Published by Rebecca Mohr, Capital University Communications Manager
Conversations allow people to connect, develop new ideas, and share personal experiences. As the ability to have complex conversations in classrooms, the workplace, or even offices that determine change slips away, Jonathan Brown II ’23, Political Science and Film and Media Production, created a documentary that demands viewers listen to each other.
“There is more to us than meets the eye. We have two ears and one mouth for a reason: more listening, less talking. Biologically we are 99 percent alike, but we tend to focus on our external differences. This project aims to show that we all share similarities, but often fail to recognize them based on outward appearance,” said Brown. “The purpose of this was really to emphasize the importance of our voice.”
During the project, Brown met with more than 20 people from his community in a safe space of their choosing. Having a conversation in a safe location allowed Brown and the interviewees to connect and be honest about questions being asked.
“I made sure that I was interviewing people from a broad set of demographics, across age, gender, racial and social demographics to capture their personal experiences. I tried to reach any and everybody, regardless of who they are. I’m very grateful for them,” said Brown. “I wanted to talk about the things that people are very uncomfortable talking about. I asked questions about their experiences during COVID, especially their views on education, race, and privilege.”
The multimedia documentary, “A Thousand Words,” is broken up into sections such as COVID-19, education, and self-reflection. Brown is clear that there are no right or wrong answers, leaving space for the subject to be honest and open about their experience.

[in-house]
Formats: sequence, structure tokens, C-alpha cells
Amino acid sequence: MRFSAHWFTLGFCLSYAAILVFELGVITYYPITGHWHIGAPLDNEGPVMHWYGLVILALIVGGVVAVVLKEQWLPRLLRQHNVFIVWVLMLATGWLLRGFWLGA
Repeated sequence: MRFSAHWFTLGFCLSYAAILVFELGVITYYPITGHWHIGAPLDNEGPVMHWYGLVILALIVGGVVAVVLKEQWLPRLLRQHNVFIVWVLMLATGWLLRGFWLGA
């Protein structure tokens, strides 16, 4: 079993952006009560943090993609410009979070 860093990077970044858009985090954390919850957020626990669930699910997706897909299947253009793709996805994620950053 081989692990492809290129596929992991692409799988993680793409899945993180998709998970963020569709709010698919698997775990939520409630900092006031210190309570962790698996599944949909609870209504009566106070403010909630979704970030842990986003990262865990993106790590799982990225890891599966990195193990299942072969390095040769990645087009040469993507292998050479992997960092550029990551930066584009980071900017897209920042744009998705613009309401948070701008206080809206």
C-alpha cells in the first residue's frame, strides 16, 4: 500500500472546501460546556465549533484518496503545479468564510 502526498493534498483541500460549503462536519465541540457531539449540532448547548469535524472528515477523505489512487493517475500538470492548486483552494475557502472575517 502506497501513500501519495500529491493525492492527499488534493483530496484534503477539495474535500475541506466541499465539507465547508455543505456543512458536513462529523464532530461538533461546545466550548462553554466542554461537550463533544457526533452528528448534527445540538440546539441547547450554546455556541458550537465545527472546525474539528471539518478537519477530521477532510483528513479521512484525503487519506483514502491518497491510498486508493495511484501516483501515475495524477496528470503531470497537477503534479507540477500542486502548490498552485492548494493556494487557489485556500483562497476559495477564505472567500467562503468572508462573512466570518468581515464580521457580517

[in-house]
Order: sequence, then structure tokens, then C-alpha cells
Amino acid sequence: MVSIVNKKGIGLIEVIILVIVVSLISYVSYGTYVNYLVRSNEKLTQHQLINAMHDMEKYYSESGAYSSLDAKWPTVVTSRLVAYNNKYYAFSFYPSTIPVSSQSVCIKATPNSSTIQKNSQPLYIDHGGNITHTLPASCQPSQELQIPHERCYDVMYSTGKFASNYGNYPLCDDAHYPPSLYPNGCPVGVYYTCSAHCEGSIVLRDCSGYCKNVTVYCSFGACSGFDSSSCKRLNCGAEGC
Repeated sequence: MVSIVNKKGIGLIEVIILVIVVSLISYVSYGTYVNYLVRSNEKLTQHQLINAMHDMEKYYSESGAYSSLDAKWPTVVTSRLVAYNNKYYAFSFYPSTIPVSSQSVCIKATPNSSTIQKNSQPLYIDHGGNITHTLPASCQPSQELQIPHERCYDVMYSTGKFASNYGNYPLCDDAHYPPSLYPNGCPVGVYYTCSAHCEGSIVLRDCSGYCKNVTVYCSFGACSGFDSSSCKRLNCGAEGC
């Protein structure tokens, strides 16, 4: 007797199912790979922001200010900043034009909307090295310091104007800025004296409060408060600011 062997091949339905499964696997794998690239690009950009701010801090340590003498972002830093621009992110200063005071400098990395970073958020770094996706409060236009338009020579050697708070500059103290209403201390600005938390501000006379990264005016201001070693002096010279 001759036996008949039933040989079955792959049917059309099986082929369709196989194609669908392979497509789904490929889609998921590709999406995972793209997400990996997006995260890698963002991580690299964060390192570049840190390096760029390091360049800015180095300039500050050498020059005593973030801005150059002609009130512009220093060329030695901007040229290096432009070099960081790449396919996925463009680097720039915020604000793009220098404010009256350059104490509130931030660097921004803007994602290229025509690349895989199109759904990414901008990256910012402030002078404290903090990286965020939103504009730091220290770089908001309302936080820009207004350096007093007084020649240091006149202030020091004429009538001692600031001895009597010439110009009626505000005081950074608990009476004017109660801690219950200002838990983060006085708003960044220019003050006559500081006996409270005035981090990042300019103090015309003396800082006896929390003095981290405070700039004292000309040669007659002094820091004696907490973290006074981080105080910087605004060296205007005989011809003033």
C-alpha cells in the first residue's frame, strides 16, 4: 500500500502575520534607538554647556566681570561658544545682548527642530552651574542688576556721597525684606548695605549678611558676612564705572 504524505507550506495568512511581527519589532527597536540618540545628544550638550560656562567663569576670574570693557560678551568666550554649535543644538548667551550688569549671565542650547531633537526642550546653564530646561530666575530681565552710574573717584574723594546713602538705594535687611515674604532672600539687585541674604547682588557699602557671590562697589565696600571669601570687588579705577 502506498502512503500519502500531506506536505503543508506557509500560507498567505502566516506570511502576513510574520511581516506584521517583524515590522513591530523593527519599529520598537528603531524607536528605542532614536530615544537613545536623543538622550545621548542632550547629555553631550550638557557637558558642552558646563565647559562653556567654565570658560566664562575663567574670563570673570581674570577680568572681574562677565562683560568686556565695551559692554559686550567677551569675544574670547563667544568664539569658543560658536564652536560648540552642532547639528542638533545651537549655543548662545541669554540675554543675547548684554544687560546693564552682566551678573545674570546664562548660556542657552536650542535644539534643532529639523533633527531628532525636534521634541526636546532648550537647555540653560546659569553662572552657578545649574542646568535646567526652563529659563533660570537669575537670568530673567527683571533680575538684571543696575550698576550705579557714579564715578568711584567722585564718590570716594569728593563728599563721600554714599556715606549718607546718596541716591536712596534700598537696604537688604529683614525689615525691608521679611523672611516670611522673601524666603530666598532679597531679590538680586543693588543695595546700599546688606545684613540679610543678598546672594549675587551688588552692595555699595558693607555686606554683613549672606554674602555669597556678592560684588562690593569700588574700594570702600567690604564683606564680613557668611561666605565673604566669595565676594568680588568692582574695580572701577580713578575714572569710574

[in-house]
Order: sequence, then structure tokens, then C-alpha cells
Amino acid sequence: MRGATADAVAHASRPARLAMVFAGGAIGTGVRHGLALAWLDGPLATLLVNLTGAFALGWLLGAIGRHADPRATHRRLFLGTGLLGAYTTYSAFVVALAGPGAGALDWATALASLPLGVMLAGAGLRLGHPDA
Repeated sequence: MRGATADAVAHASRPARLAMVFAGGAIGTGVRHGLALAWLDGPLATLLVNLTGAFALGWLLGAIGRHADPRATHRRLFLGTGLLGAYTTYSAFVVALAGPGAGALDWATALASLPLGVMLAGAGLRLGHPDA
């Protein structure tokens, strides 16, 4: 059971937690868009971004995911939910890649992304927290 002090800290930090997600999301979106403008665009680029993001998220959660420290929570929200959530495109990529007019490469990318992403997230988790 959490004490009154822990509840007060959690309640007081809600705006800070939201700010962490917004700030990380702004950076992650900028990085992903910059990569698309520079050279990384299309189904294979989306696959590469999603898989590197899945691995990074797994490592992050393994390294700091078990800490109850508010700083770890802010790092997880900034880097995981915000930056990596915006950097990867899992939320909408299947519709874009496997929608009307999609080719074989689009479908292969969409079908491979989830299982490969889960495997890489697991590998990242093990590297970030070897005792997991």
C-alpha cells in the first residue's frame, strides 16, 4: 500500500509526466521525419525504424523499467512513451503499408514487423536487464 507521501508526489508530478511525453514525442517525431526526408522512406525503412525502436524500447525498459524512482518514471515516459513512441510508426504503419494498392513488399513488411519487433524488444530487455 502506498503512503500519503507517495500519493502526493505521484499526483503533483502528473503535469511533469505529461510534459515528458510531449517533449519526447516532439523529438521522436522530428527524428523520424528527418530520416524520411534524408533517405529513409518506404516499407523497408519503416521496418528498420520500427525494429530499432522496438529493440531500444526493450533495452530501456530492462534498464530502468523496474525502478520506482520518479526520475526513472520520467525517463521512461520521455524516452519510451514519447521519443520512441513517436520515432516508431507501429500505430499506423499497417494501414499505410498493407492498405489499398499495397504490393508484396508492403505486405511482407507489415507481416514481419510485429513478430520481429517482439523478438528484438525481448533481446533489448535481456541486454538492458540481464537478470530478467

“My favorite thing about this project was really just getting to see people be very comfortable with themselves. Some people really took time to pause to answer because they never really asked themselves these types of questions,” said Brown. “If we’re not having difficult and sometimes uncomfortable conversations in the classroom or workplace, we aren’t leaving time to self-reflect, to really look at yourself and see what you can do to better the people around you.
“This multimedia documentary leverages implicit bias instilled by visual stereotypes and then intentionally removes it, forcing the audience to simply listen. This choice creates a culturally inclusive environment to speak freely without fear of judgment,” said Brown. “The purpose of this was really to emphasize the importance of our voice. I really want the listener to be fully immersed into what people have to say.”
Sabrina Evans-Renkar, assistant professor, Media, worked directly with Brown on his capstone project.
‘“A Thousand Words’ gives every voice equal footing in a collective conversation about the challenges younger generations are facing and how they impact the future we’re all forging together,” said Evans-Renkar. “One of the things I love about Jonathan’s project is how he was able to successfully capture a complex reality by using a seemingly simple premise for his multimedia documentary. He begins the project using video of himself introducing the piece. In doing so, he both invokes and calls out the inherent bias every person carries with them into daily interactions. He then makes the radical choice to pull the rug out from under his audience by pivoting to using audio only – a decision that forces the viewer into a place of literal color blindness.”
“My findings showed that we are often more alike than we acknowledge and that we struggle to have conversations about controversial issues in formal settings because of our tendency to judge one another based on appearance,” said Brown. “I hope this documentary inspires others to engage in difficult conversations, regardless of the environment.”